Italy, as a founder member of the European Union and as the only mediterranean state to remain democratic post-war, had somehow managed to keep extremist views in check – until now.
It’s not always been easy : after all, the thousands of proud fascists who had survived the war were spared any criminal charge when minister of Justice Palmiro Togliatti granted them general amnesty in 1948. The country even found itself under the crossfire of violent fascist and communist brigades hoping to overthrow the political order during its anni di piombo – spanning between the 1960s and the 1980s – and even risked a fascist coup.
Nonetheless, Italy arrived in the 21st century having somewhat limited the influence of those who still shared Benito Mussolini’s values. The final renouncement of a more traditional fascist ideology by the main far-right party, the Italian Social Movement, was marked by the historical svolta di Fiuggi in 1995, when the party decided to rebrand itself as a modern conservative party fit for governing – leaving an empty space on the extreme right of the Italian political spectrum.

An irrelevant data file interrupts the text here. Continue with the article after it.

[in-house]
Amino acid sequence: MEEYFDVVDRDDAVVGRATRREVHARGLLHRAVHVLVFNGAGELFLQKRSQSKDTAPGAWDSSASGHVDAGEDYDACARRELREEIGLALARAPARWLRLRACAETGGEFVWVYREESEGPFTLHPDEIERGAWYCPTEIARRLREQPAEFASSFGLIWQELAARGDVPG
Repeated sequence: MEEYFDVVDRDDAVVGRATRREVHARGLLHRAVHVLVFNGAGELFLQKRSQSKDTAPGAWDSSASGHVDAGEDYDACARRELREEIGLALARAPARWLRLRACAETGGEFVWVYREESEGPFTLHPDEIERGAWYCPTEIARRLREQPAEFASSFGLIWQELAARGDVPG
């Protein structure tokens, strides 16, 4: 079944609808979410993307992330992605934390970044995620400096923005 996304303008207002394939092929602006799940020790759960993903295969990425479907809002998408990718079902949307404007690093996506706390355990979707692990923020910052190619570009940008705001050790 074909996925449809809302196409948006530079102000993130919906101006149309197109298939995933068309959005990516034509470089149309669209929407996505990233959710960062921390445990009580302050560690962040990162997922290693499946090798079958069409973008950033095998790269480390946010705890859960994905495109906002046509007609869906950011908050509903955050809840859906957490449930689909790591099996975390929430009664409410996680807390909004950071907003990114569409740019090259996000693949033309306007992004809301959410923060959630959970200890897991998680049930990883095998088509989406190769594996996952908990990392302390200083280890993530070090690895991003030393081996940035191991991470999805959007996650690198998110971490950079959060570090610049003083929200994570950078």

That empty space, monopolised by a myriad of small, scarcely relevant groups for years, is now becoming increasingly crowded as movements like ultranationalist Forza Nuova (FN) and admittedly fascist Casa Pound Italia (CPI) are becoming attractive to a growing number of people – with CPI obtaining 5 % to 9 % of the preferences in several Italian cities at the administrative elections of 2017.
If most activists are still recruited on the ground, social media are proving to be a useful ally – particularly when it comes to normalising hate speech, as Wired Italia showed in a recent article.